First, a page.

Swiss democracy is in some ways less direct than some representative democracies, but…

Hi. I Hope things going well for you, your neighborhood, your village, town and city, your region and your country.

Today I received a very practical book from the Embassy of Switzerland in Canada, courtesy of the Ambassador of Switzerland, Harald Augeneder.

Tomorrow I will reproduce here the Foreword that Doris Leuthard wrote for  2010 edition of the book “Guidebook to Direct Democracy” written by Bruno Kaufmann, Rolf Büchi and  Nadja Braun.

Doris Leuthard was President of Switzerland in 2010 and 2017. You may be surprised to note that Doris Leuthar was President for only the years 2010 and 2017, not from 210 to 2017, just 2010 and 2017.

I thought this is a good opportunity to give you a quick idea of how the Swiss federal government works.

In Switzerland, the President is elected only for one year by the members of  The Federal Assembly of Switzerland (the Swiss Parliament). The President is one of the seven members of the Swiss Federal Council. All members of the Federal Council are elected by the Federal Assembly and serve for four years, but they can be reelected. Any Swiss citizen with the right to vote can become member of the Federal Council, but in practice the members of the Federal Council are politicians.

The Federal Council is the national federal executive of Switzerland. The seven members of the council, together, are responsible for leading the federal government.

The Council is the collective head of state and of government . The Presidency rotates yearly. The President has no individual powers, except in an emergency if the Council could not meet quickly enough,

Each Councilor heads one of the seven federal executive departments (ministries).  The US has also a small number, only 8. Perhaps the similarity is because the Swiss found inspiration in the US Constitution to set up their government. Fortunately for the Swiss, they made modifications, such as expanding direct democracy, which has produced a far more stable and more cooperative system. Overall, it has produced a better managed society; socially, economically and also more just and fair.

Other countries have many more ministries: Canada 31, UK has between 18 and 26, depending on how you count, France 17, Germany 14.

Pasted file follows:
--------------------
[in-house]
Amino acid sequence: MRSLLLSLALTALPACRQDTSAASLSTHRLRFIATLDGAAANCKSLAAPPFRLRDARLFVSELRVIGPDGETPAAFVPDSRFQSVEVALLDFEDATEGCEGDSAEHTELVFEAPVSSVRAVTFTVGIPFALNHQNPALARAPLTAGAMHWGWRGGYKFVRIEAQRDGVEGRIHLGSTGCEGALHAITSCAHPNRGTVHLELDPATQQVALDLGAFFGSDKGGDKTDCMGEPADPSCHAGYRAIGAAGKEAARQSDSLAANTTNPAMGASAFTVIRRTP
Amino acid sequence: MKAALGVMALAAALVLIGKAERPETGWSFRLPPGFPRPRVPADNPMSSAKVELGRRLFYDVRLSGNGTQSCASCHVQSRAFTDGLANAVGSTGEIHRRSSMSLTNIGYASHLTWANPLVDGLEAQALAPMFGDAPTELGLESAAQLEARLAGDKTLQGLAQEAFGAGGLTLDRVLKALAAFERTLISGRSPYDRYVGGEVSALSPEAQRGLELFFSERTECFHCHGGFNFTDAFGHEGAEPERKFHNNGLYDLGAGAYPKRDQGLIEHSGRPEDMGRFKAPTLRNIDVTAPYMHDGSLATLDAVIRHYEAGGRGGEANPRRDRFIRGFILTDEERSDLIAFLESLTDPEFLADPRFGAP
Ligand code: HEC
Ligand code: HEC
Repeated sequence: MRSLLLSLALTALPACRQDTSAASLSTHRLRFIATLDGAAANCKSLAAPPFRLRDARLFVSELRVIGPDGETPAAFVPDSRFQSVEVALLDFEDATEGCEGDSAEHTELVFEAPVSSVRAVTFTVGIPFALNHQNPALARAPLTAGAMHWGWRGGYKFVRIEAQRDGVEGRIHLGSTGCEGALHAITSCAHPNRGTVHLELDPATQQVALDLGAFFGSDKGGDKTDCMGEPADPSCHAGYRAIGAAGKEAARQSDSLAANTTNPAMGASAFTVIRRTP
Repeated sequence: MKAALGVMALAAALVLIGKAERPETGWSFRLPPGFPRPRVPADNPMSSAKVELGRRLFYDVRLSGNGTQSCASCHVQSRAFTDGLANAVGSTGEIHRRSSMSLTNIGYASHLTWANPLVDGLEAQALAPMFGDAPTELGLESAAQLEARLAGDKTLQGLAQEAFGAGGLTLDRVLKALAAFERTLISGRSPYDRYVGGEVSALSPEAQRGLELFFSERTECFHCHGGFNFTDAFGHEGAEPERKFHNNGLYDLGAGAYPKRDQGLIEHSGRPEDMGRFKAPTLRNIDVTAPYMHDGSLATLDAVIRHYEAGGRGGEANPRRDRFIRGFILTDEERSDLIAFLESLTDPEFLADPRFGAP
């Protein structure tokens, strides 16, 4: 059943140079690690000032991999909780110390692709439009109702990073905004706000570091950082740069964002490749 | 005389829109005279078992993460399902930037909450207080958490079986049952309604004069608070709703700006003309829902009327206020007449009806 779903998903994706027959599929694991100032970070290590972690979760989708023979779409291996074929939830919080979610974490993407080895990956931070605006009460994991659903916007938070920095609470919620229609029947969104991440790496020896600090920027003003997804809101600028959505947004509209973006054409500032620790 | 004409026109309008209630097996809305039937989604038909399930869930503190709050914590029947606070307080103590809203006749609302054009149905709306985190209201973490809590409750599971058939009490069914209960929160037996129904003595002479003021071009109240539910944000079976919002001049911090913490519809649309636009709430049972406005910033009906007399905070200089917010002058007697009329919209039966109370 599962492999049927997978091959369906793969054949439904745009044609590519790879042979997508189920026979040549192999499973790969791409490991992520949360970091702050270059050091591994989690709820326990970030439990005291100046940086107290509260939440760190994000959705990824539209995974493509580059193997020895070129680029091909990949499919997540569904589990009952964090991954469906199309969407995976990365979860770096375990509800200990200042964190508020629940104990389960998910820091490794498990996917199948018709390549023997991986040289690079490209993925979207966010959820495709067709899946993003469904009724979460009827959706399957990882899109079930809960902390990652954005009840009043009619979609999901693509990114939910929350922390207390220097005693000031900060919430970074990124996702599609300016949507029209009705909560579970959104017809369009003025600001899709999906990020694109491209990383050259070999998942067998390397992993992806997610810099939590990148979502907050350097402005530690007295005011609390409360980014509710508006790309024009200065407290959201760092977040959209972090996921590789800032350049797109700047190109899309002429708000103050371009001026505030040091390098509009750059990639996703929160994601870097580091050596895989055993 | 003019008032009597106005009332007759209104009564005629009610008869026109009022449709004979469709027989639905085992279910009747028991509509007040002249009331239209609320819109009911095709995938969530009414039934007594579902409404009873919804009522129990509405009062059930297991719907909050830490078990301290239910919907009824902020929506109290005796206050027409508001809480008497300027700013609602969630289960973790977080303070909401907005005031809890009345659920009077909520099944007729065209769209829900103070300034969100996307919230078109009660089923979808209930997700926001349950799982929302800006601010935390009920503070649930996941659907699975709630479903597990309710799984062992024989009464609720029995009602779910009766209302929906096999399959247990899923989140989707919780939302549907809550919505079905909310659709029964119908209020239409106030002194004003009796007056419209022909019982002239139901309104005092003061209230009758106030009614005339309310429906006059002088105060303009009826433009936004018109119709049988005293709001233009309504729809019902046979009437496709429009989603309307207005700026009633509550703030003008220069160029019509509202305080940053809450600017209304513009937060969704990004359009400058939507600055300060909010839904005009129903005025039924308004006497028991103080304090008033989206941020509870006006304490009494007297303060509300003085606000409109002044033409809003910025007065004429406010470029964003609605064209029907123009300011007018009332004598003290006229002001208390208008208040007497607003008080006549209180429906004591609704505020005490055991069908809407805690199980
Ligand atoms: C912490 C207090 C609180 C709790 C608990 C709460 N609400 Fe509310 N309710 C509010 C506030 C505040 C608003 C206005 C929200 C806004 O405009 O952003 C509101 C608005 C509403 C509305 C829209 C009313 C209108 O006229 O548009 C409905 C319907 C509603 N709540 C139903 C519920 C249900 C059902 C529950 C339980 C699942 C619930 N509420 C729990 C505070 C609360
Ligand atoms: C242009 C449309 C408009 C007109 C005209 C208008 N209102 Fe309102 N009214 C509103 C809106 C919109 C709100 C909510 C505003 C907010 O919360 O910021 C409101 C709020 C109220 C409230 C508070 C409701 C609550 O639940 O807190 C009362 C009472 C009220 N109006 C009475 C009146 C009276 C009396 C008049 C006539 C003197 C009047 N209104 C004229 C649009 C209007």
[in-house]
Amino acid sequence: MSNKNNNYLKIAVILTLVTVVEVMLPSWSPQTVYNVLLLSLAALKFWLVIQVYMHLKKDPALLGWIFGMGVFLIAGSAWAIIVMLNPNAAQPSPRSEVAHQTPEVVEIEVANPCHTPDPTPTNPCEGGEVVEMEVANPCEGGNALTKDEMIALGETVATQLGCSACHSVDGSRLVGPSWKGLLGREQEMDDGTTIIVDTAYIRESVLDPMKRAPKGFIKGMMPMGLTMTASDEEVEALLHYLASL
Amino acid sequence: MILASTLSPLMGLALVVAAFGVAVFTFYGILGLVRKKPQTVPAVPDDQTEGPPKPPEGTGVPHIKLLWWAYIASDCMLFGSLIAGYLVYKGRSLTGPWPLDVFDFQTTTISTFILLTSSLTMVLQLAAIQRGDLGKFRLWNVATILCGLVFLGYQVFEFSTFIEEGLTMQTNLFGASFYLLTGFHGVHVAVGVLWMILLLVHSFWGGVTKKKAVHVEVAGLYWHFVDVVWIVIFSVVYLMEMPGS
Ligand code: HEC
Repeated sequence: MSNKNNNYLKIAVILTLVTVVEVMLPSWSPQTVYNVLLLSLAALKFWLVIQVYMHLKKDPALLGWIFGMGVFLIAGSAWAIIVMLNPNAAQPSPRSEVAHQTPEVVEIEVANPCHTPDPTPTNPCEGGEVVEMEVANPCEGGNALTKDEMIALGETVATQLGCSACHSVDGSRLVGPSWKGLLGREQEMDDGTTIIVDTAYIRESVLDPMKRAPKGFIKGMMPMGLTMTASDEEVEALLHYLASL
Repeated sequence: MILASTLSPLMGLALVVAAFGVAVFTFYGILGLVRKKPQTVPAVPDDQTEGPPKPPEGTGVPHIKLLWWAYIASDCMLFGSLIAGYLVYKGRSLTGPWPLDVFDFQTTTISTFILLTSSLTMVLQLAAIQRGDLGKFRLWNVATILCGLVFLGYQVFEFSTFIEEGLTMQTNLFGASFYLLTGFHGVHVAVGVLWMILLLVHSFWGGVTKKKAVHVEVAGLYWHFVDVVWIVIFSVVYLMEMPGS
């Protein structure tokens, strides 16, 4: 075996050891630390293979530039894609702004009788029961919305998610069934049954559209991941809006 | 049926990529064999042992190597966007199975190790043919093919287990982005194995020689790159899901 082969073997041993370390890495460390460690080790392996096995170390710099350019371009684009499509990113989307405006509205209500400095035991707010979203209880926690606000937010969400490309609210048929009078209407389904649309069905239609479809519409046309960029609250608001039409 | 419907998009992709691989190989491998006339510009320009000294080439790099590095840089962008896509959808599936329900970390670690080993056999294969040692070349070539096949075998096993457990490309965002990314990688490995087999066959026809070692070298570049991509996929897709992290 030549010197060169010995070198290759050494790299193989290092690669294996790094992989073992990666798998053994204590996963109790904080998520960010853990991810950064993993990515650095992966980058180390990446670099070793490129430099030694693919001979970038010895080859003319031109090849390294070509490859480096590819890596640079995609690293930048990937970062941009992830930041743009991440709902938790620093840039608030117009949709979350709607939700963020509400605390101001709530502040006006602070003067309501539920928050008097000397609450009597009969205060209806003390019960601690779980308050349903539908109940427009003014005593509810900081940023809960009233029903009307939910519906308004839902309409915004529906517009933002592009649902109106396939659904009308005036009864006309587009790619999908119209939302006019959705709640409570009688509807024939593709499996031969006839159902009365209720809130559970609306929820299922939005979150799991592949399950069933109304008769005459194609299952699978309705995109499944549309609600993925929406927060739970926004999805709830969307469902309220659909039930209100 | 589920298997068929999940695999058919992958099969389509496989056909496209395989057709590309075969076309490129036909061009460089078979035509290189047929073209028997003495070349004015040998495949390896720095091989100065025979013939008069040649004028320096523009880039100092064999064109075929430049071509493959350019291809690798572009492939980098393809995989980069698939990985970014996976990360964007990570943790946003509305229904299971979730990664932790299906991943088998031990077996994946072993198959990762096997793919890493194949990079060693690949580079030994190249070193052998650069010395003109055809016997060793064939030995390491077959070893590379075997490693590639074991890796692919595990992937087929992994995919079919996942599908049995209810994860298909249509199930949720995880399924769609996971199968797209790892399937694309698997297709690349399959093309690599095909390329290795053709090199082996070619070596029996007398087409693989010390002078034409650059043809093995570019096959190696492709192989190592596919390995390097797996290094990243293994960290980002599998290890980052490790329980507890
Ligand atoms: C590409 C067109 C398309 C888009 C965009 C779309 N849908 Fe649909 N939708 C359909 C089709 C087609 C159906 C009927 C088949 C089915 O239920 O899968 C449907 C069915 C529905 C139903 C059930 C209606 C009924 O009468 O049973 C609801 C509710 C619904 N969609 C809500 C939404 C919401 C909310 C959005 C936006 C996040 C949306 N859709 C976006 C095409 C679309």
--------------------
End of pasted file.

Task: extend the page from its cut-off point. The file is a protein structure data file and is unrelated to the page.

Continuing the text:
The position of President of the Swiss Confederation rotates among the seven councilors on a yearly basis. This year’s Vice President of the Federal Council becomes the Confederation President the following year.

As you can see, the people who run Switzerland are not directly elected by the people. As I said, to become a member of the federal executive it is only necessary to be elected to the position by the Federal Assembly (Parliament). The only requirement to become elected is that the person must be able to vote in Swiss elections but, as I said, in practice they are politicians.

On paper, this is less democratic than what happens in most representative democracies. In fact, to elect the President, the US, or France practice a form of direct democracy; the people elect the President.

In other representative democracies, in stable countries, the situation is not as extreme as in the US but they do have a political establishment. This establishment includes politicians on Left and the Right. They also have powerful lobbies which pursue their own interests, interests that often do not coincide with the interests of the majority of citizens.

In Switzerland they have a political establishment, but do not have a “political Swamp”, which seems to exist to benefit politicians on the Right and the Left as a class. The “Swamp” also benefits the lobbies.

I think the key factor that prevents those problems in Switzerland is the power of the Swiss people to intervene directly, at any time, not just during elections, to use the mechanisms of initiatives and referendums. With these mechanisms Swiss voters control the decisions of politicians and also introduce new legislation.

The conclusion is: you can have any democratic system you want but you need citizens with direct power to control the power of politicians and lobbies.

Citizens, taxpayers, voters, must have the power to intervene in the political process at any time. They must be able to do so to reject or approve the decisions elected politicians make and also to make other changes.

Tomorrow I will post what Doris Leuthard Wrote

 

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